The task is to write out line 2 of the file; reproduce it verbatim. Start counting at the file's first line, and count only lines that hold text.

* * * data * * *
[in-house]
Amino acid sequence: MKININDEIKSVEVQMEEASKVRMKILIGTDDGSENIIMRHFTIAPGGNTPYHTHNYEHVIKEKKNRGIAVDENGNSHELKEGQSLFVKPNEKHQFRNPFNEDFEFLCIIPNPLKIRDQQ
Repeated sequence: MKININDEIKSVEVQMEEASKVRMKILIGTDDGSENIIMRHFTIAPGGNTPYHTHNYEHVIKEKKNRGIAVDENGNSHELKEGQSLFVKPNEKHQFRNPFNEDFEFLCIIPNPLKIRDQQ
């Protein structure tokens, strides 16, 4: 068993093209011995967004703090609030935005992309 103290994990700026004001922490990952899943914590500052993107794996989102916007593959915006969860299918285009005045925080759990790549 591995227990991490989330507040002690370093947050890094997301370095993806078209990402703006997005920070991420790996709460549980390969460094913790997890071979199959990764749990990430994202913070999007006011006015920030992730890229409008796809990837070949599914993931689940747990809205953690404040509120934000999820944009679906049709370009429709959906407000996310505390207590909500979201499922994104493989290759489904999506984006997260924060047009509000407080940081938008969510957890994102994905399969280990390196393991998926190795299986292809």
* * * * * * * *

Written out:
Amino acid sequence: MKININDEIKSVEVQMEEASKVRMKILIGTDDGSENIIMRHFTIAPGGNTPYHTHNYEHVIKEKKNRGIAVDENGNSHELKEGQSLFVKPNEKHQFRNPFNEDFEFLCIIPNPLKIRDQQ